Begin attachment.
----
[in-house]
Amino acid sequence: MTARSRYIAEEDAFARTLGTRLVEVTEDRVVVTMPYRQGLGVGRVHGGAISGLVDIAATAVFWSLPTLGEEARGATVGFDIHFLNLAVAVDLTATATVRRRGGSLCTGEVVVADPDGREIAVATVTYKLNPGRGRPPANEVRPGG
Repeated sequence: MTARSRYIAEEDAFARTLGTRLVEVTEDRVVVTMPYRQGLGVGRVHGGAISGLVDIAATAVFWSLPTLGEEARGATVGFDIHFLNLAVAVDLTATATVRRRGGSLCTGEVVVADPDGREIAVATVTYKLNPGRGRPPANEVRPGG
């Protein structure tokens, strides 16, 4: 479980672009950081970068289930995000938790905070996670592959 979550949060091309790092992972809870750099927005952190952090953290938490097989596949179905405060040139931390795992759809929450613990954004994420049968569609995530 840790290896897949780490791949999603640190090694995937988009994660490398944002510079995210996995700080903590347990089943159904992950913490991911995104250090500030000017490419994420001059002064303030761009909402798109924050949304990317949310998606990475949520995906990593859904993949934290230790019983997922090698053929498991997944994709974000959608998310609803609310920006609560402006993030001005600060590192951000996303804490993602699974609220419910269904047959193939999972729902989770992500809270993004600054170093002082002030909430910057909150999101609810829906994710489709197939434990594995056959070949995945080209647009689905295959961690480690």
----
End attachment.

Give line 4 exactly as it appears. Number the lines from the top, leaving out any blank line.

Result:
């Protein structure tokens, strides 16, 4: 479980672009950081970068289930995000938790905070996670592959 979550949060091309790092992972809870750099927005952190952090953290938490097989596949179905405060040139931390795992759809929450613990954004994420049968569609995530 840790290896897949780490791949999603640190090694995937988009994660490398944002510079995210996995700080903590347990089943159904992950913490991911995104250090500030000017490419994420001059002064303030761009909402798109924050949304990317949310998606990475949520995906990593859904993949934290230790019983997922090698053929498991997944994709974000959608998310609803609310920006609560402006993030001005600060590192951000996303804490993602699974609220419910269904047959193939999972729902989770992500809270993004600054170093002082002030909430910057909150999101609810829906994710489709197939434990594995056959070949995945080209647009689905295959961690480690």